Russia by fall won’t be able to build up even a third of pre-invasion missile stockpile
Yuriy Ihnat (Photo:Скриншот брифінгу Медіацентр Україна/YouTube)
Russia will not be able to restore by autumn even a third of the missile stockpile it had at the beginning of the full-scale invasion of Ukraine, partly because of sanctions pressure, Ukrainian Air Force spokesperson Yuriy Ihnat said on national television on April 23.
Russia will use any means for reinforcement, but missile manufacturing is a quite slow process, which is further complicated by sanctions pressure, Ihnat said.
“Russia launched a large number of missiles in autumn and winter,” he said.
“It won't be able to amass even a third (of missiles it had) in time left until the fall.”
While Russia could also ask other countries for additional weapons, even this wouldn't help to restore its pre-war stocks, Ihnat said.
"They will manage to amass something, but it is unlikely they will have the same potential as before, which they had accumulated over decades," he said.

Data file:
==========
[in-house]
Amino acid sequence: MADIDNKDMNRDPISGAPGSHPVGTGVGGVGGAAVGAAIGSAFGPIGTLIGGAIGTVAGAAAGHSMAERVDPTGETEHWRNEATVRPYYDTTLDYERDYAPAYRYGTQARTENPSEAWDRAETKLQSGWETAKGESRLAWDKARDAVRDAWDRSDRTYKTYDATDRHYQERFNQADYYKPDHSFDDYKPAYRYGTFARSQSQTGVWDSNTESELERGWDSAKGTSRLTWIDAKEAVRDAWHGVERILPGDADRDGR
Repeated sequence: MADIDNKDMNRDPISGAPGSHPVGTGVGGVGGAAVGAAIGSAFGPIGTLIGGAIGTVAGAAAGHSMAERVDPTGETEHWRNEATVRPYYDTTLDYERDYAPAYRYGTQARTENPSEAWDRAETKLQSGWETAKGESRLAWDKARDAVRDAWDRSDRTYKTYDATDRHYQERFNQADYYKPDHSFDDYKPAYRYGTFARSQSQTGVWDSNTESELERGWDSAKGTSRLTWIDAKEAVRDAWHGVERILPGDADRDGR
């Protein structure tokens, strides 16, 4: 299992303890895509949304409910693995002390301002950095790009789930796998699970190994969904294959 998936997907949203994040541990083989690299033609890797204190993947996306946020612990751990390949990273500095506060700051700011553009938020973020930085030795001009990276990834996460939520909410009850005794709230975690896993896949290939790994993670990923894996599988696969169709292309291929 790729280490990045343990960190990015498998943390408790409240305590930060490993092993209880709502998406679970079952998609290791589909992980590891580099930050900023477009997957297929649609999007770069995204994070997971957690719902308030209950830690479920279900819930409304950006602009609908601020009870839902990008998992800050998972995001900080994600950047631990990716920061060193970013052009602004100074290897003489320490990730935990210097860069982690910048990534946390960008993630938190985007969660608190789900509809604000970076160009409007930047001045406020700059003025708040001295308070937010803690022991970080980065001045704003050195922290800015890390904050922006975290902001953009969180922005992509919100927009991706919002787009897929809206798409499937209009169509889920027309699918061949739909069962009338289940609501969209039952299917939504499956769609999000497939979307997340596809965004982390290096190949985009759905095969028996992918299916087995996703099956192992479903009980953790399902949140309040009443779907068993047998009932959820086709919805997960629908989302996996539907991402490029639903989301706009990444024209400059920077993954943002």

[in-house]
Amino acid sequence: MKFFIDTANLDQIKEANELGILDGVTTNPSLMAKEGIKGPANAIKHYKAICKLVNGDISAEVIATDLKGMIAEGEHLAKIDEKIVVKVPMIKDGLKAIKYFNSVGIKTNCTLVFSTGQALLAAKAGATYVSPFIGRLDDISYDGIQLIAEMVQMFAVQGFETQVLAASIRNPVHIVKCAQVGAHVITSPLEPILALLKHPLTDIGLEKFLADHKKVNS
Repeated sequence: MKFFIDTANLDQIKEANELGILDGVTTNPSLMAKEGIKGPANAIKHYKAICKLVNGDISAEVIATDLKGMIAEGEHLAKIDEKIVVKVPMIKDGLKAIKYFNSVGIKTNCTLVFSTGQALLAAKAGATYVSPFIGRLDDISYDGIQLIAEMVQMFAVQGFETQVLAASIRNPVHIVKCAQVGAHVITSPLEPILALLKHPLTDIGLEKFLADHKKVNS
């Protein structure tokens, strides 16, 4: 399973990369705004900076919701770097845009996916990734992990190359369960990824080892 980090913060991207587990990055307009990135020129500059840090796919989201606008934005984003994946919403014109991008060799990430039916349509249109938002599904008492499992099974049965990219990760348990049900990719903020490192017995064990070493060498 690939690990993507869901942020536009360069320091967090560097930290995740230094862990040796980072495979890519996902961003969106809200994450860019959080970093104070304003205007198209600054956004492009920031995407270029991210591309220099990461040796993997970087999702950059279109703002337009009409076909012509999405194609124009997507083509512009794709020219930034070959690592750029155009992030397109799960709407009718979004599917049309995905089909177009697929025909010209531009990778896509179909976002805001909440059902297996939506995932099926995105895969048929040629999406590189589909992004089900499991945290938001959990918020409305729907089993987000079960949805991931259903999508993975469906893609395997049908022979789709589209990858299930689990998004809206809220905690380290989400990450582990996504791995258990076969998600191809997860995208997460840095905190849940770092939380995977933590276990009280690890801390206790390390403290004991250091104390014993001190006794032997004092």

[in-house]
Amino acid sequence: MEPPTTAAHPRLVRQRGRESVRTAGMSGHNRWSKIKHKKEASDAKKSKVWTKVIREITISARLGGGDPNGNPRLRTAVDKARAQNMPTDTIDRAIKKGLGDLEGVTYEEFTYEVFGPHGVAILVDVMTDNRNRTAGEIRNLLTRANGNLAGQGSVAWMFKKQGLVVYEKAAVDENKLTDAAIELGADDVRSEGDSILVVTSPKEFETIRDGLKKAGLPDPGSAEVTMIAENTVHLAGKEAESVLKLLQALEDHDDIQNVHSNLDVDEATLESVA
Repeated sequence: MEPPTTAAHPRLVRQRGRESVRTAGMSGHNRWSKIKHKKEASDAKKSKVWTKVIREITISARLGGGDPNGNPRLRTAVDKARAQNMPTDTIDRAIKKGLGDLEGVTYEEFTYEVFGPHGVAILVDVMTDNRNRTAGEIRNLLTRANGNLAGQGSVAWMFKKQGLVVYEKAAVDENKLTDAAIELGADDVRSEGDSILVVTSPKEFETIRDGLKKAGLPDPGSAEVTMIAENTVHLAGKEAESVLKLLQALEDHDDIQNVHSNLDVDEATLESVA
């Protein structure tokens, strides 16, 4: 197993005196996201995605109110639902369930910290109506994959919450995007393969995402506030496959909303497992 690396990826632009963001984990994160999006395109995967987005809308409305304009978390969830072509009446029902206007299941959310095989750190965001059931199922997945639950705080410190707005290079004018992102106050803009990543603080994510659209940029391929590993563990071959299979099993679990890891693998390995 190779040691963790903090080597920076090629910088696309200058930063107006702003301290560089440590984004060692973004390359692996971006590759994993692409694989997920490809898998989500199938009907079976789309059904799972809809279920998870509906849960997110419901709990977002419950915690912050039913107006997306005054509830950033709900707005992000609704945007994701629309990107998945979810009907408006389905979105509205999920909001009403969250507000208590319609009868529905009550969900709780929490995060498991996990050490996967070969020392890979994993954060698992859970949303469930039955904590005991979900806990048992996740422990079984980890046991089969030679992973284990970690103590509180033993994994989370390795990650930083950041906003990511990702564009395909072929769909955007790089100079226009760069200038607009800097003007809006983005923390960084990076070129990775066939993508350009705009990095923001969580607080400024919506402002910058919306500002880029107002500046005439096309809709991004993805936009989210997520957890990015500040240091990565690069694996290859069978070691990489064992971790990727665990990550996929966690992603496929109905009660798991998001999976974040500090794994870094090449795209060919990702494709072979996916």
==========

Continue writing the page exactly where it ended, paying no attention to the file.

Since the beginning of spring, Russian troops have been employing new tactics to carry attacks on Ukrainian territory, Ukraine’s Air Force has reported.
Now the Russian military is mainly attacking with short-range S-300 surface-to-air missiles, which they have to launch not far behind the frontline or border.
That's why the southern, eastern and northern regions of Ukraine suffer the most, from these missile attacks, Ukraine’s Air Force says.
While the missiles from the S-300 air defense system are primarily intended to attack targets in the air, they can be configured to attack ground targets. As such, they are effectively used as short-range ballistic missiles.
However, in this mode, the missiles are inaccurate. There have been numerous cases of such missiles hitting Ukrainian residential buildings, causing multiple civilian deaths.
Ukraine says that such attacks are intended to terrorize the civilian population, and are not aimed at legitimate military targets.
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